Charles Ives’ “Country Band March”, composed in 1903.  This is a true musical collage in which Ives has jaggedly juxtaposed fragments from more than 12 recognizable American marches and folk melodies.  When we listen to this, my son and I pretend we are making our way through a crowded carnival midway with American music blaring at us from all sides – 

Welcome to the best part of my day!
– Jane BH
(story problem answers:  1)  240 apples,  2)  960 apples,  3)  less, 4) 180 apples)

A Glimpse and a Glance

What was life like for my son’s grandparents, who were teenagers during the Great Depression and young adults during World War II?  

We got a glimpse of the Great Depression – through Cheryl Mullenbach’s first-rate book “The Great Depression for Kids”:

  • setting the scene for the Great Depression: the roaring twenties
  • Herbert Hoover’s policies and FDR’s “New Deal”
  • and when things could not get any worse: the Dust Bowl of the 1930’s
  • differences between city schools and country schools
  • fun diversions:  roller derbies, the circus, Shirley Temple
  • neighbor helping neighbor, farmer helping farmer  (very heartening)
  • vocabulary and concepts defined:  migrant workers, prohibition, the stock market, banks collapsing, breadlines, striking workers, rationing, silent movies /“talkies”, rural, urban

We got a glimpse of the early days of World War II – through Richard Peck’s YA novel, “On the Wings of Heroes”.  Peck’s short chapters seamlessly combine the realities of a nation at war with a middle school student’s realities:

  • an adored older brother serving in the air force
  • rationing (we did not know that even shoes were rationed)
  • collection drives for the war effort (rubber tires, paper, all types of metal), culminating in the most wonderful town event:  a parade of rusted out jalopies headed for the scrap yard
  • ineffectual teachers vs. dynamite craftier-than-a-fox teachers
  • classroom bullies (who are served their just desserts)
  • the best friend
  • the hilarious next door neighbors

This is a comforting book set during nervous times and a perfect follow up to our study of the Great Depression.

A glimpse at trees and the high seas – 

Trees, a Rooted History” –  Socha and Grajkowski explore 32 tantalizing tree topics and team them with clever, superbly executed illustrations.  Our favorite two-page spreads: prehistoric trees (lots of fern-like leaves), the tallest trees (FYI, the tallest tree in the world:  “Hyperion”, a coast redwood in California), tree houses (why yes, we would like to stay in the treehouse on the grounds of  Amberley Castle in England), and the art of bonsai (who can’t love the sheer art and patience evident in a bonsai tree?).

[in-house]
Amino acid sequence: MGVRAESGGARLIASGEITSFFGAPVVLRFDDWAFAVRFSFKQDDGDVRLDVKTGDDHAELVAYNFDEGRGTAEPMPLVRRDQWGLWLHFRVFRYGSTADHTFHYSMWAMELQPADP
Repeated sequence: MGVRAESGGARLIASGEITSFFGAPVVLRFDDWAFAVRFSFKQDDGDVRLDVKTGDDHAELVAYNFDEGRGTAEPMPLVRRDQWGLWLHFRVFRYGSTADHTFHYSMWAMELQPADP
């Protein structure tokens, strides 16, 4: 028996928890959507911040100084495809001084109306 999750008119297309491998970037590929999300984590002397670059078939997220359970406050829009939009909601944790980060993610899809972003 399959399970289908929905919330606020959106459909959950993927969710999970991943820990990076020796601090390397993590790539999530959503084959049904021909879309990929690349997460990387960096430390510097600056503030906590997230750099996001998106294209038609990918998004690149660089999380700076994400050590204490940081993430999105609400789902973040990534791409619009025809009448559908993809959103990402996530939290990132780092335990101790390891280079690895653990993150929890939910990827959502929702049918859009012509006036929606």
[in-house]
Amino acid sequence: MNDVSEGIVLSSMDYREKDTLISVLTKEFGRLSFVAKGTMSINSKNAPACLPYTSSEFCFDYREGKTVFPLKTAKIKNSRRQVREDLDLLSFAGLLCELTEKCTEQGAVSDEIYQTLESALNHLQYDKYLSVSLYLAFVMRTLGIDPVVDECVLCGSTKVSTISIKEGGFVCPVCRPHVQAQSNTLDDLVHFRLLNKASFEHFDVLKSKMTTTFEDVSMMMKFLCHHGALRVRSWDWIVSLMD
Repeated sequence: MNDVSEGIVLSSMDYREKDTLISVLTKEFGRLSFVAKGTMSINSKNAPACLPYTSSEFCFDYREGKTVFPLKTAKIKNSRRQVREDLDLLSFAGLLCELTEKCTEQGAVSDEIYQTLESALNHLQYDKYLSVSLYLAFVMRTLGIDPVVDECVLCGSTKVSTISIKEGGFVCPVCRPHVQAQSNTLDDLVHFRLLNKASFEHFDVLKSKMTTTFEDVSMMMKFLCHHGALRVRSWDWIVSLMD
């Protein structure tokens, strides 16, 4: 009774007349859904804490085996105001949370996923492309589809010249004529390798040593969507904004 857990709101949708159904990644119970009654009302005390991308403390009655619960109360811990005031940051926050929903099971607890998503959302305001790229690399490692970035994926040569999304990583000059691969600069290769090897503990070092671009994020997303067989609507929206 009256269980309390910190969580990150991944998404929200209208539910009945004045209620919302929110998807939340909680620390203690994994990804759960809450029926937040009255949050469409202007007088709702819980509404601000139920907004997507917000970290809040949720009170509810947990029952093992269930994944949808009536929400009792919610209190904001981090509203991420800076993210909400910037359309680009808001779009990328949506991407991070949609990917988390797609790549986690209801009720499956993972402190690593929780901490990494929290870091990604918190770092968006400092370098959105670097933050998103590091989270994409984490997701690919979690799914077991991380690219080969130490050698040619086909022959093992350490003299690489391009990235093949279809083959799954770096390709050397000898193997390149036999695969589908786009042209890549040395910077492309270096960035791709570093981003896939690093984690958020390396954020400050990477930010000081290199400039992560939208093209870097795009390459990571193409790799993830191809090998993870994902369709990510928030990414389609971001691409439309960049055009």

We concluded our tree unit with a fill-in-the-blank version of the Joyce Kilmer’s poem of 1913, “Trees”.  (This was easy for my son – we have read this poem many times.)

Speaking of trees:  a Farmer Brown story problem – Farmer Brown’s cat, Olive, loves to scamper to the top of the front yard apple tree, but is jittery about the descent.  Smart thinking Farmer Brown has been successful in coaxing Olive down the tree with a fragrant offering of tuna.  If a can of tuna costs $4 and Farmer Brown needs to lure Olive down around 7 times a month, will $400 be enough to cover the cost of Olive’s “rescue tuna” this year?  (answer at bottom of post)

deep sea voyage

Professor Astro Cat’s Deep-Sea Voyage” – YAY! We have the new book by Dr. Dominic Walliman and Ben Newman!  My son and I have loved every book by this team (especially “Professor Astro Cat’s Frontiers of Space”).  And once again, THIS IS WHAT A LEARNING EXPERIENCE SHOULD LOOK LIKE IN BOOK FORM.  We are only half way through, but here is what has grasped our attention so far:

  • How low can you go?  My son and I both shivered as we read about depth zones in the ocean.  How it gets darker/colder and darker/colder and darker/colder the lower you go (thank heavens for deep sea vents) .  We found the Mariana Trench (the deepest known place on Earth) on our globe and pondered how anybody found this in the first place.
  • Ocean birds:  We are giving “A+ for Effort Awards” to cormorants, sea birds that can dive to 130 feet below sea level, and Arctic terns, who migrate further than any other animal on Earth (from north pole to south pole).
  • Octopuses have NINE brains: each arm has a brain – after getting over the semi-creepiness of this, we mused over the mechanics of an arm having a brain.
  • Most thought provoking:  those who have viewed fish tanks at any aquarium will have seen schools of fish moving together quickly and almost poetically.  Now that we think about it, we have never seen fish bumping into each other.  WHY?  Because fish have something totally confusing called the LATERAL LINE SYSTEM which enables them to detect vibrations, movement, and pressure from their surroundings.  

manderinefish

  • The utterly elegant manderinefish:  our new favorite fish 

A glance at ants –  If you need to know about ants, may we recommend, “The Life and Times of the Ant”, by Charles Micucci.  It is simply jammed with all sorts of stuff we budding ant scholars did not know previously, like:  

  • an ant scholar is properly known as a myrmecologist (what an RTW – really tough word)
  • a queen ant can live for up to 15 years and can produce 1million eggs annually
  • all worker ants are ladies;  the only job for male ants is fathering ant young ’uns
  • ants rely on the senses of touch, smell, sound, and taste (but not sight)

Concluding thought:   ants have been busy on Earth for around 100 million years.  They are smart, strong and supremely organized.  Homo sapiens have been busy on Earth for less than 1 million years.  Some of us are smart, some are strong, few are supremely organized.  No wonder we cannot get a handle on how to deal with ants in the sugar bowl.

Classical Music Time – we created a soundtrack for busy ants: